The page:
Winners ‘should repay fire grants’

BUSHFIRE victims who win damages in court should have to pay back to the relief fund any grants they had received, the barrister leading a class action said yesterday.
“Anyone who gets full compensation in relation to their claim … should repay the money,” said Tim Tobin, SC.
He said that in 1980s court cases where power suppliers were successfully sued over bushfires, donated money had been returned. This was fairer and allowed more to go to people who had suffered but did not have grounds to sue, he said.
Mr Tobin estimated the damages bill for the Kinglake area could run to between $600 and $800 million, not including personal injury claims. He said Kinglake was one of six fires on Black Saturday believed to have started as a result of fallen power lines or other electrical problems.
Mr Tobin was speaking at a forum of the Australian and New Zealand Institute of Insurance and Finance.
He said there were questions about merged fires at Kinglake but witnesses had seen part of the fire begin at Kilmore East.
“We have people who saw the start of the fire. We can pinpoint it. One of the witnesses is cleaning leaves and his wife yells out, ‘The power’s gone off!’ and at the same moment he sees the fire start.”
Mr Tobin said it was uncertain if a wire fell and hit the ground before it broke, or whether it broke and then hit the ground, but it was believed to be a broken line because the power stopped the moment the fire began.
He said a fire at Pomborneit, near Colac, began with clashing power lines – “a totally avoidable error”. A fire in a Yarra Valley vineyard started with a transformer, and fires in the areas of Horsham and Coleraine started with fallen wires, he claimed.
Mr Tobin said other fires began as a result of lightning strikes caused by changes in the weather triggered by the fires.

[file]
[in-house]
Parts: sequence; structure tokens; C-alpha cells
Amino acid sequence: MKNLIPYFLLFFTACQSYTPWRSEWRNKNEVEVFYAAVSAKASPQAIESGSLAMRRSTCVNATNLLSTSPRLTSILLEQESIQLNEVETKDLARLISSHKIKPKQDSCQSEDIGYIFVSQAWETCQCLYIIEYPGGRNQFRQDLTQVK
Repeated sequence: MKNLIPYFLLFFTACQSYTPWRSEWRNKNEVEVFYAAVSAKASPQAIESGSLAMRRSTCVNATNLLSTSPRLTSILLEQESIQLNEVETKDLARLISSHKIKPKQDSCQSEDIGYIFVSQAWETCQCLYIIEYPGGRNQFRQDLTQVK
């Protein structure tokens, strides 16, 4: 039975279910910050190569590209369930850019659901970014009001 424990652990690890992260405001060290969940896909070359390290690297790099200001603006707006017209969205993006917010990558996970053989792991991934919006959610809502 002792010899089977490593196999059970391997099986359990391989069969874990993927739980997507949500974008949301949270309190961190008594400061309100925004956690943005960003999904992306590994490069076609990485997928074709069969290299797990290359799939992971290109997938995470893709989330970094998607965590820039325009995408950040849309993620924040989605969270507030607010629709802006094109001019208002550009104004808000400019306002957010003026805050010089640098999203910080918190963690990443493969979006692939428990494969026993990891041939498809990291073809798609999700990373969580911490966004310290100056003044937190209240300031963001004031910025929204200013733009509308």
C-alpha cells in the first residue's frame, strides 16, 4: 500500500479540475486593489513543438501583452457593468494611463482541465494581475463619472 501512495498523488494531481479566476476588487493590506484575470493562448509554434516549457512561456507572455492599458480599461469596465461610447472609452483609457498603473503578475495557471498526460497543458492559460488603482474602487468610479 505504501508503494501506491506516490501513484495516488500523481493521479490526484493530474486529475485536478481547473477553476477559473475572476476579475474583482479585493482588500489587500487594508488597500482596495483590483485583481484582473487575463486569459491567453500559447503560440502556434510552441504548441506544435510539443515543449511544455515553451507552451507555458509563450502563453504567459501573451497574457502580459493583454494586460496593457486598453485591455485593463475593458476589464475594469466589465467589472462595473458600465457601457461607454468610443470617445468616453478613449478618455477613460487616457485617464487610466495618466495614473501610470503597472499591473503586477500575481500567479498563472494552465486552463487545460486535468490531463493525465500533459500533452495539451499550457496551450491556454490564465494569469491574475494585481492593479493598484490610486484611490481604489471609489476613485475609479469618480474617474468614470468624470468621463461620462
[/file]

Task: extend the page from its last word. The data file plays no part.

An affidavit filed with the Supreme Court confirmed Leo Keane as lead plaintiff in a class action suing transmission company SP Ausnet over fires that allegedly started from faulty power lines.
The severity of fires in recent decades was linked partly to changed land practices by farmers, Mr Tobin said. Previously, large paddocks left fallow acted as natural fire breaks, but this was no longer the custom.
A second speaker told the forum that 30 per cent of bushfire victims making insurance claims have found they were under-insured.
Graham Cox, claims manager for LMI group, said the first four CFA volunteers assessed by special teams sent on to fire-grounds were found to have no insurance.
Under-insurance would make it even more difficult for home owners who would be forced to rebuild using metal frames rather than timber frames, increasing the cost of replacing their buildings, he warned.
Mr Cox said anecdotal evidence gathered by assessors suggested individuals had died after staying to defend their homes because they knew they had no insurance and could not replace them.
Other assessors had reported that some deaths were thought to involve people who had recently moved from the city and did not understand bushfires.
– Repayments would be a matter of fairness, says lawyer.
– He said fallen power lines caused six February 7 fires.
– Thirty per cent of claimants were under-insured.
First published in The Age.